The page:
|The family of Charlie Gard|
The Charlie Gard case in the UK has captured international attention regarding the best interest of an 11-month old child with terminal illness whose parents and medical providers in London can’t agree on the best course of treatment and care.
The apparently irreconcilable disagreements between the parents and his care providers have extended from weeks into months and, according to the English news source The Telegraph on Wednesday, July 19, the impasse may likely continue. Reportedly, Mr. Justice Francis, the High Court judge managing the case, confirmed that they are “due to hold further hearings later this month,” following the much-awaited American neurologist’s examination of Charlie that took place earlier this week.
Should Charlie’s parents be granted permission, allowing him to receive the experimental treatment they seek on his behalf, or is what they seek not in Charlie’s best interest due to the severity of his illness and the uncertainty surrounding the benefit of the experimental treatment?
These difficult and highly emotional cases are not without precedent. An historical perspective may be helpful in exploring the ethical dimensions of how best to proceed in situations like these.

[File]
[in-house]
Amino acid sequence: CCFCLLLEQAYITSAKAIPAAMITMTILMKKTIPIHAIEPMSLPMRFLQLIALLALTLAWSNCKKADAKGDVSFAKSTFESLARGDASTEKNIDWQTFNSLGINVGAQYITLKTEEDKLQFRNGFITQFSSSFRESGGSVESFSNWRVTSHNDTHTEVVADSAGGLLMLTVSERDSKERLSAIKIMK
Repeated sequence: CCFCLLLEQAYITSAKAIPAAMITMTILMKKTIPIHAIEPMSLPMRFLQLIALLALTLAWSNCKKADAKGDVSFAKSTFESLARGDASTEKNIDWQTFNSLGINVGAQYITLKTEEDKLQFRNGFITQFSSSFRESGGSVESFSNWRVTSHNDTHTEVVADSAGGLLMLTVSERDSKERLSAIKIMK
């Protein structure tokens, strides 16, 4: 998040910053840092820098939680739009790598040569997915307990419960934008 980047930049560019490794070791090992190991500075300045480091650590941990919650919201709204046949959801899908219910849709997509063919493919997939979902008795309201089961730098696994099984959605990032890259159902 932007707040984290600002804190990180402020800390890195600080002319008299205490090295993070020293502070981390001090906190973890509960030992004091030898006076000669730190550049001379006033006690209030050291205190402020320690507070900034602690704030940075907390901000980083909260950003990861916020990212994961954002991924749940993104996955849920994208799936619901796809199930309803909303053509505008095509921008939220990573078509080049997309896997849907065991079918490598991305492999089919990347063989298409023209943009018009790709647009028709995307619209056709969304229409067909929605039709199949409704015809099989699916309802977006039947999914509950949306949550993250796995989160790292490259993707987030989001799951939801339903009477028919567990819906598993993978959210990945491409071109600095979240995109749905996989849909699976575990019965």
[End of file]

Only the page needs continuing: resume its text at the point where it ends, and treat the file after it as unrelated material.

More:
What follows is a reflection by Myra Christopher on the Center for Practical Bioethics’ work in developing Healthcare Treatment Decision Making for Minors, including infants, that is now more than two decades old.
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“Don’t forget about children” was Bill Bartholome’s response when I asked, shortly before his death in 1999, how we could honor him.
The views, opinions and positions expressed by these authors and blogs are theirs and do not necessarily represent that of the Bioethics Research Library and Kennedy Institute of Ethics or Georgetown University.